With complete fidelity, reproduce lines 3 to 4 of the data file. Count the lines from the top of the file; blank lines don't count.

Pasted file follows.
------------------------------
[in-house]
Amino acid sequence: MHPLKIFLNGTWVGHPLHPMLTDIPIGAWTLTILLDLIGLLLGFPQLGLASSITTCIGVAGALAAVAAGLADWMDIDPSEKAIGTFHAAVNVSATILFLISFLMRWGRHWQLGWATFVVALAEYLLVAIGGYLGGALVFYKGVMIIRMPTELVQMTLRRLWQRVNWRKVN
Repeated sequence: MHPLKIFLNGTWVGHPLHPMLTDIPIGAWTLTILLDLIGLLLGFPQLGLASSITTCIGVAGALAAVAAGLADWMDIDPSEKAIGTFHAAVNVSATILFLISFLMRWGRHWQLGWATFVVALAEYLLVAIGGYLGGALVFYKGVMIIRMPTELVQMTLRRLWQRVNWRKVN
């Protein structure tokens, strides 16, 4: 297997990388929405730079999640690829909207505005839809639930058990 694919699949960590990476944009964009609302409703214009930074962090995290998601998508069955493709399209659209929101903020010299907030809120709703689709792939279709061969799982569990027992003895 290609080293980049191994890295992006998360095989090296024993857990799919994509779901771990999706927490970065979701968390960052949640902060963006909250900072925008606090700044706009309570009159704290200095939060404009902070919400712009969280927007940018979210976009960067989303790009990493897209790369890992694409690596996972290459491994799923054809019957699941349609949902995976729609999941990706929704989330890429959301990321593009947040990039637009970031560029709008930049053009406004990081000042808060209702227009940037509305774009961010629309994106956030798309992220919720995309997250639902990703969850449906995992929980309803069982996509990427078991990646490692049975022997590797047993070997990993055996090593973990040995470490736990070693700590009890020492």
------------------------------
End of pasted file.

Repeated sequence: MHPLKIFLNGTWVGHPLHPMLTDIPIGAWTLTILLDLIGLLLGFPQLGLASSITTCIGVAGALAAVAAGLADWMDIDPSEKAIGTFHAAVNVSATILFLISFLMRWGRHWQLGWATFVVALAEYLLVAIGGYLGGALVFYKGVMIIRMPTELVQMTLRRLWQRVNWRKVN
């Protein structure tokens, strides 16, 4: 297997990388929405730079999640690829909207505005839809639930058990 694919699949960590990476944009964009609302409703214009930074962090995290998601998508069955493709399209659209929101903020010299907030809120709703689709792939279709061969799982569990027992003895 290609080293980049191994890295992006998360095989090296024993857990799919994509779901771990999706927490970065979701968390960052949640902060963006909250900072925008606090700044706009309570009159704290200095939060404009902070919400712009969280927007940018979210976009960067989303790009990493897209790369890992694409690596996972290459491994799923054809019957699941349609949902995976729609999941990706929704989330890429959301990321593009947040990039637009970031560029709008930049053009406004990081000042808060209702227009940037509305774009961010629309994106956030798309992220919720995309997250639902990703969850449906995992929980309803069982996509990427078991990646490692049975022997590797047993070997990993055996090593973990040995470490736990070693700590009890020492």